BIOECONOMY refers to the production of renewable biological resources for food, feed, chemicals, energy and healthcare wellness products via innovative and efficient technologies. And, in 2005, Malaysia began a drive to make bio-based industry a key economic driver, launching the National Biotechnology Policy (NBP) under the stewardship of then visionary minister of science, technology and innovation, the late Tan Sri Dr Jamaluddin Jarjis.
The ambitious target set for the sector: contribute five per cent to the nation’s gross domestic product (GDP) by 2020. The NBP, a well-crafted, 15-year masterplan, provides a comprehensive roadmap to that destination, one that helps foster a conducive ecosystem for accelerated industry growth.
Since 2005, strategies have been implemented in three five-year phases:
PHASE I — Capacity Building (2005 – 2010);
PHASE II —Science to Business (2011 – 2015); and,
PHASE III — Global Business (2016 – 2020).
We are midway through Phase III, positioning Malaysia’s bio-based industry on the world stage, consolidating our strengths and capabilities in developing home-grown bio-based innovations, boosting commercialisation and penetrating international markets. Malaysia aims to produce at least 20 global companies to spearhead the value creation process for the bio-based industry beyond 2020. Two of them are on the way there:
PURE CIRCLE SDN BHD — manufacturer of stevia sweeteners for the food and beverage industry, and listed on the London Stock Exchange; and,
BIO ALPHA HOLDING BHD — food and supplement products listed on the Bursa Malaysia.
On Bioeconomy Day (Jan 11), Science, Technology and Innovation (Mosti) Minister Datuk Seri Wilfred Madius Tangau revealed some encouraging figures.
As of December last year, the Malaysian Bioeconomy Development Corporation (BioEcorp) has 77 trigger projects under the Bioeconomy Transformation Programme (BTP).
Together, the projects are expected to provide more than 26,700 job opportunities, with cumulative approved investments of more than RM17 billion in 2020. BioEcorp has also implemented 37 Bioeconomy Community Development Programme (BCDP) projects, involving more than 2,800 participants. These projects will impact more than 13,000 residents around the project areas.
The minister pointed out that bio-based companies continued to be the main pillar in catalysing holistic changes encompassing economic, governance, and social development.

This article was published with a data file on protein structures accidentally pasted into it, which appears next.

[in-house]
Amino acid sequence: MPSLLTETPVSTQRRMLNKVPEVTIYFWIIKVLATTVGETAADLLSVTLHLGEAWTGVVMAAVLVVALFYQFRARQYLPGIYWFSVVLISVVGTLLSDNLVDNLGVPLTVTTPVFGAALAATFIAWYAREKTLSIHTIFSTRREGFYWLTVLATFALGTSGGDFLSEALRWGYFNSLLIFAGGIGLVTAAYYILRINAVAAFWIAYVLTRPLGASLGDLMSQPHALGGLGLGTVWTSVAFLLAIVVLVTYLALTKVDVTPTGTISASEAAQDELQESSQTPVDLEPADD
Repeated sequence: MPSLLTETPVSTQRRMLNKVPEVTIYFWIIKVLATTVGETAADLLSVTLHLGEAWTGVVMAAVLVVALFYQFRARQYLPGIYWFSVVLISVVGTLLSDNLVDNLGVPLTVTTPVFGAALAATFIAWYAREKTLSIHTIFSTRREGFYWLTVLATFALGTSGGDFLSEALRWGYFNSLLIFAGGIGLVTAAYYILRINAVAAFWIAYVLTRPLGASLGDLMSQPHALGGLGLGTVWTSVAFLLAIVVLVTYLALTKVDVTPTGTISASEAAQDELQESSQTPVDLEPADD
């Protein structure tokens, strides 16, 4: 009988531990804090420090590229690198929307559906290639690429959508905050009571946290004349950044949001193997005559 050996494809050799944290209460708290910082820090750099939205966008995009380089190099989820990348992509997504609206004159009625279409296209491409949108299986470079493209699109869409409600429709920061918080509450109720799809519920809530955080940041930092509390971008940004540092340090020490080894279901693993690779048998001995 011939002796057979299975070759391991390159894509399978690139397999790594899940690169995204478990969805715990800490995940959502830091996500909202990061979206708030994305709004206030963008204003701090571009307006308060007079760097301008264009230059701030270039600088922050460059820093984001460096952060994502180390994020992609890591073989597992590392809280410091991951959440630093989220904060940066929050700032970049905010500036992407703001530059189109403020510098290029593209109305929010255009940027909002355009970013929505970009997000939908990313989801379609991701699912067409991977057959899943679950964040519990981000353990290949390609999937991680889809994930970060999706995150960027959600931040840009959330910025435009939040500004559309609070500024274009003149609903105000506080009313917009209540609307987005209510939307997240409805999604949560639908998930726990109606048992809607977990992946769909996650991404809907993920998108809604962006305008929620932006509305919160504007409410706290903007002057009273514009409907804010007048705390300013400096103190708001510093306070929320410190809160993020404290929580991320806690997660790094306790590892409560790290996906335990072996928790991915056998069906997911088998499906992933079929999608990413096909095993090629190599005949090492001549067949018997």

From 2016 to last year, there has been an increase of RM150 millions of total approved investments captured by 283 BioNexus companies (from RM6.66 billion to RM6.81 billion). The companies created 10,665 jobs, an increase of 4.2 per cent compared with 2016 (10,238). Furthermore, the BioNexus companies recorded an average annual growth rate of 18 per cent in terms of revenue generation from 2008 to December last year.
Madius said the growing bio-based sector had positioned Malaysia well as an investment destination.
“Biotechnology has been transforming the industry from commodities to value-added products. Malaysia has also been a favoured investment destination due to biotechnology developments, such as the Palm Oil Industrial Cluster in Lahad Datu, Sabah, as well as Bio-XCell Malaysia in Nusajaya, Johor.”
The BioNexus and BTP-status companies will have to establish themselves as pioneers of leading edge bio-based businesses. Malaysia is well-primed to excel by focusing on high-impact, high-growth and high-technology areas capable of driving the continuous development of home-grown technologies.
In the long run, the sector is expected to generate new economic opportunities and create a broad spectrum of novel bio-based sectors in the country. Bioeconomy, being at the heart of many technological advances, has the potential to address some of the most pressing challenges, such as feeding a growing population and offering alternatives to dwindling natural resources. It is a game changer for Malaysia’s economic growth.
Tapping into and sustainably using the country’s vast biodiversity has the potential to increase the country’s economic competitiveness, creating jobs, enhancing health, food security while addressing environmental concerns. With three years to go until 2020, the challenge lies in increasing the number of bio-based industry players and to have a stronger global presence for locally-produced products.
A few notable programmes designed to achieve that are already in place. For instance, the BCDP will focus on enhancing the socio-economic wellbeing of the rakyat by providing opportunities for higher income rural employment.
BTP participants and BioNexus-status companies, meanwhile, will focus more on the downstream industries and using bio-based technologies to manufacture value-added products. Bio-based companies will be supported with mentoring and commercialisation programmes, such as BioNext and BioShoppe that help our bio-based products penetrate the international market. And, BioEcorp will continue to be the lead bioeconomy development agency.
In arguing for the realisation of Transformasi Nasional 2050, which he launched last year, Prime Minister Datuk Seri Najib Razak had this to say: “Bioeconomy — through innovation and technological advancement — has the potential to make a significant contribution towards our country becoming a knowledge-based, high income nation.”
The writer is science adviser to the prime minister and chairman of the Malaysian Bioeconomy Development Corporation (BioEcorp)